Editor’s note: This week’s Future View is about President Biden’s first 100 days in office. Next week we’ll ask, “Does ‘equity’ demand the elimination of gifted-and-talented programs in schools?” The argument has been made most recently within New York City’s Department of Education. Students can click here to submit opinions of fewer than 250 words before May 11. The best responses will be published that night.
On his 80th day in office, President Biden advertised his worst tendencies. He empaneled a Presidential Commission on the Supreme Court to make “an appraisal of the merits and legality of particular reform proposals,” most notoriously what is termed “court packing.”
While expanding the Supreme Court would delegitimize the institution—the last rational federal institution in the U.S.—the existence of the commission is itself a way to intimidate the current Supreme Court justices. How might jurists who esteem their court, who value its history and integrity, respond to the credible threat of debasement by the executive? Consider the history of court packing under
When the Supreme Court in the 1930s deemed several pieces of New Deal legislation unconstitutional, President Roosevelt attempted to “vitalize” the court with younger, like-minded justices. This initiative failed due to a few men of integrity within Roosevelt’s own party, but the message was received. Roosevelt secured a much friendlier Supreme Court thereafter.
You will have a thin time finding any men of integrity within
Democratic Party who are willing to denounce the commission for what it is: a severe blow to judicial independence.
—Talmage Tyler, George Mason University, economics
No Moderate Here
Was President Biden’s $1.9 trillion Covid-relief bill necessary? What about the infrastructure package, which will cost another $2 trillion if passed? On these matters, it is still too soon to tell. But the president’s agenda over his first 100 days reveals one thing: Mr. Biden has shed his label as a moderate and abandoned his message of unity.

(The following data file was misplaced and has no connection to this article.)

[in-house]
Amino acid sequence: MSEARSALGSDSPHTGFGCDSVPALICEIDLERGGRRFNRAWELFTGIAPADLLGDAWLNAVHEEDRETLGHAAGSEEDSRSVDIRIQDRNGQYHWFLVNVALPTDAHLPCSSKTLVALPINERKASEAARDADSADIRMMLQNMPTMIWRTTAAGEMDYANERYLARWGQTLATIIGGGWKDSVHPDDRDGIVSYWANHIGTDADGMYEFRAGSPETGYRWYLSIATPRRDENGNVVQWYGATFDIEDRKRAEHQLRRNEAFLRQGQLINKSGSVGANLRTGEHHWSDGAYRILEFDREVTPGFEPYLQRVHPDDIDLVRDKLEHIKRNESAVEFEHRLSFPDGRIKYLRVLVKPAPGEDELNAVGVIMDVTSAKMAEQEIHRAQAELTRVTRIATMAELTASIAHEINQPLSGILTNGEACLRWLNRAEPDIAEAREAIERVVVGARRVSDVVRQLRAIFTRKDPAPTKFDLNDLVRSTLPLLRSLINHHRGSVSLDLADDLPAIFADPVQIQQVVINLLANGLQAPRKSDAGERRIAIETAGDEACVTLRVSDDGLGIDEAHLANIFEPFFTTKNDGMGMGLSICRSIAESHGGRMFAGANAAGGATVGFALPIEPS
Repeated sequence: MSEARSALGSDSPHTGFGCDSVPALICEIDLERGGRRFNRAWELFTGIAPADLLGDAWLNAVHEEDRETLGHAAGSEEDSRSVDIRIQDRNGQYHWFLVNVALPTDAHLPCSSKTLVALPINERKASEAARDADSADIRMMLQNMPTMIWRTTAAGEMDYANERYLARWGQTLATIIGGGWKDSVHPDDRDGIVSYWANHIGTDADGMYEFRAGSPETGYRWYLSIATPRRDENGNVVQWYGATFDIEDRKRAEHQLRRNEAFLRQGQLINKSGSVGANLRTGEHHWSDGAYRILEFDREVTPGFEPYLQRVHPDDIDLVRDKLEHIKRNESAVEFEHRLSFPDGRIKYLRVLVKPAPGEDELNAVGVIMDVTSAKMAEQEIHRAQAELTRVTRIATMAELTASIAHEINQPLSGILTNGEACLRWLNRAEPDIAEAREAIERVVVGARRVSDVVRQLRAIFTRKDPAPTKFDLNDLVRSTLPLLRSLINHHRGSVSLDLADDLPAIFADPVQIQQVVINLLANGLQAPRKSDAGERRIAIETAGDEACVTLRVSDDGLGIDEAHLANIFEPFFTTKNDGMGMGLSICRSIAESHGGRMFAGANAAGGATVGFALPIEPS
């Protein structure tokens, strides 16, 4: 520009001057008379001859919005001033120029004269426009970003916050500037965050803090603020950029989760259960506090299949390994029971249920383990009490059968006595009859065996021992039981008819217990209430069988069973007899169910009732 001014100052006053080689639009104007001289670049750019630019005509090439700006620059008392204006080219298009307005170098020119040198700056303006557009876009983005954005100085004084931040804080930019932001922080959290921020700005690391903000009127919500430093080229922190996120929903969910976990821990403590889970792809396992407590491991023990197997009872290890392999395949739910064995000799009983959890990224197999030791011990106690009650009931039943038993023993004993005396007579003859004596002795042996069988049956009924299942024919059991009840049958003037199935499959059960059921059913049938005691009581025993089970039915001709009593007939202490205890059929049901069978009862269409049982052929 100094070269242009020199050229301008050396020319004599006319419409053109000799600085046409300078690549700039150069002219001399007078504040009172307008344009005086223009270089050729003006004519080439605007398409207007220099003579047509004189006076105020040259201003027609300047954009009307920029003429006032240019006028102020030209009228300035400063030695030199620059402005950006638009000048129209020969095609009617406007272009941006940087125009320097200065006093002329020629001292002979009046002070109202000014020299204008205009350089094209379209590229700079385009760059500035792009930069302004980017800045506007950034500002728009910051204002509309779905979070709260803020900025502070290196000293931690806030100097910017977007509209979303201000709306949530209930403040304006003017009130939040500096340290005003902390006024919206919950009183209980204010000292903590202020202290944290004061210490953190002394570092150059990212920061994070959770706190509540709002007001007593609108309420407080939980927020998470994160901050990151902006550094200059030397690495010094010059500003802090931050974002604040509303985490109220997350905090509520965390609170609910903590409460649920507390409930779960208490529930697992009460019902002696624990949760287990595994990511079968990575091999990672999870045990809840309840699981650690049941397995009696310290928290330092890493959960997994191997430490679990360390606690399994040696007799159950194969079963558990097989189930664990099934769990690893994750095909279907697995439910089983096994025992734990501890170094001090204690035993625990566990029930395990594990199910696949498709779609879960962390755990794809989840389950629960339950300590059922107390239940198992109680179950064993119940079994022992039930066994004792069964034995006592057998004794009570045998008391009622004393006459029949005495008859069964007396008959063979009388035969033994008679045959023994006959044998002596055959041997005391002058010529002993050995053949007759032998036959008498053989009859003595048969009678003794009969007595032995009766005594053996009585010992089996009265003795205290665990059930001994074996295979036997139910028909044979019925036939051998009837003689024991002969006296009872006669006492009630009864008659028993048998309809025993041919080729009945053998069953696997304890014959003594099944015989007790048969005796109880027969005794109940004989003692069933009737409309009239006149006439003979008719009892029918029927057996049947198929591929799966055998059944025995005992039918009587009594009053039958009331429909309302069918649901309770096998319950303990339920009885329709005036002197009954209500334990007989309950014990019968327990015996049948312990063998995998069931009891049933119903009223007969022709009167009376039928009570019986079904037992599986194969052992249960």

During the Democratic Party primaries, Mr. Biden made clear that he wasn’t the candidate to push the party far to the left. As a presidential candidate, he put his reputation for reaching across the aisle at the center of his campaign. Once in office, however, Mr. Biden has tacked leftward aggressively and made no real attempt to pass bipartisan legislation. After a tight presidential contest and with the barest of majorities in the House and Senate, Mr. Biden wasn’t given a mandate by voters to pursue a woke left-wing agenda, implemented by executive order and party-line votes with the vice president breaking a Senate tie. Yet this is precisely what he has done.
—Thomas Wolfson, University of Maryland, College Park, history
The Return of Reason
The best thing President Biden has done since taking office has been to restore reason, truth and order to U.S. politics. When Mr. Biden and
won in November, they identified four priorities for their first days in office: curb the pandemic, fight climate change, advance racial equity and reinvigorate the economy. Whether or not you believe Mr. Biden has achieved his goals—and I think the record has been mixed—isn’t it relieving to hear a president identify accurately the issues facing our country?